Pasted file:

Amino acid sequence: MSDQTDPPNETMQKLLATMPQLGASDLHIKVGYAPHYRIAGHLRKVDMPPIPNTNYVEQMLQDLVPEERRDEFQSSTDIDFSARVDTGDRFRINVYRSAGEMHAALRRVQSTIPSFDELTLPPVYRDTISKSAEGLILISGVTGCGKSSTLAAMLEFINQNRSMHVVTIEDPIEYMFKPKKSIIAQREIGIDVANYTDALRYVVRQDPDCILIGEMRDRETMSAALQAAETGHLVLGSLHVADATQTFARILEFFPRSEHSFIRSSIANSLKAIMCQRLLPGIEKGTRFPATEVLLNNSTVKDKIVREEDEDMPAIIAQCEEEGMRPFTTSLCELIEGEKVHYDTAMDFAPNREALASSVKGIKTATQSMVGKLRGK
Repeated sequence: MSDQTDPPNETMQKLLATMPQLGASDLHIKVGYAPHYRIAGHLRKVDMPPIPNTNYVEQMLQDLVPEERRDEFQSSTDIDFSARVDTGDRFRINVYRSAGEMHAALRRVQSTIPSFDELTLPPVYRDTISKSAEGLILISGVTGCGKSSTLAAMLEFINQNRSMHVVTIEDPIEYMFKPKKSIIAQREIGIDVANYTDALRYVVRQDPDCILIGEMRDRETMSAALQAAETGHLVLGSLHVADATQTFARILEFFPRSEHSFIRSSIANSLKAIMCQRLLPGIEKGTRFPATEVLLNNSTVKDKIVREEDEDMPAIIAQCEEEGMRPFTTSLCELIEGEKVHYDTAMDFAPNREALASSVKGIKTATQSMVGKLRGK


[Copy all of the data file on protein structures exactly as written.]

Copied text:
Amino acid sequence: MSDQTDPPNETMQKLLATMPQLGASDLHIKVGYAPHYRIAGHLRKVDMPPIPNTNYVEQMLQDLVPEERRDEFQSSTDIDFSARVDTGDRFRINVYRSAGEMHAALRRVQSTIPSFDELTLPPVYRDTISKSAEGLILISGVTGCGKSSTLAAMLEFINQNRSMHVVTIEDPIEYMFKPKKSIIAQREIGIDVANYTDALRYVVRQDPDCILIGEMRDRETMSAALQAAETGHLVLGSLHVADATQTFARILEFFPRSEHSFIRSSIANSLKAIMCQRLLPGIEKGTRFPATEVLLNNSTVKDKIVREEDEDMPAIIAQCEEEGMRPFTTSLCELIEGEKVHYDTAMDFAPNREALASSVKGIKTATQSMVGKLRGK
Repeated sequence: MSDQTDPPNETMQKLLATMPQLGASDLHIKVGYAPHYRIAGHLRKVDMPPIPNTNYVEQMLQDLVPEERRDEFQSSTDIDFSARVDTGDRFRINVYRSAGEMHAALRRVQSTIPSFDELTLPPVYRDTISKSAEGLILISGVTGCGKSSTLAAMLEFINQNRSMHVVTIEDPIEYMFKPKKSIIAQREIGIDVANYTDALRYVVRQDPDCILIGEMRDRETMSAALQAAETGHLVLGSLHVADATQTFARILEFFPRSEHSFIRSSIANSLKAIMCQRLLPGIEKGTRFPATEVLLNNSTVKDKIVREEDEDMPAIIAQCEEEGMRPFTTSLCELIEGEKVHYDTAMDFAPNREALASSVKGIKTATQSMVGKLRGK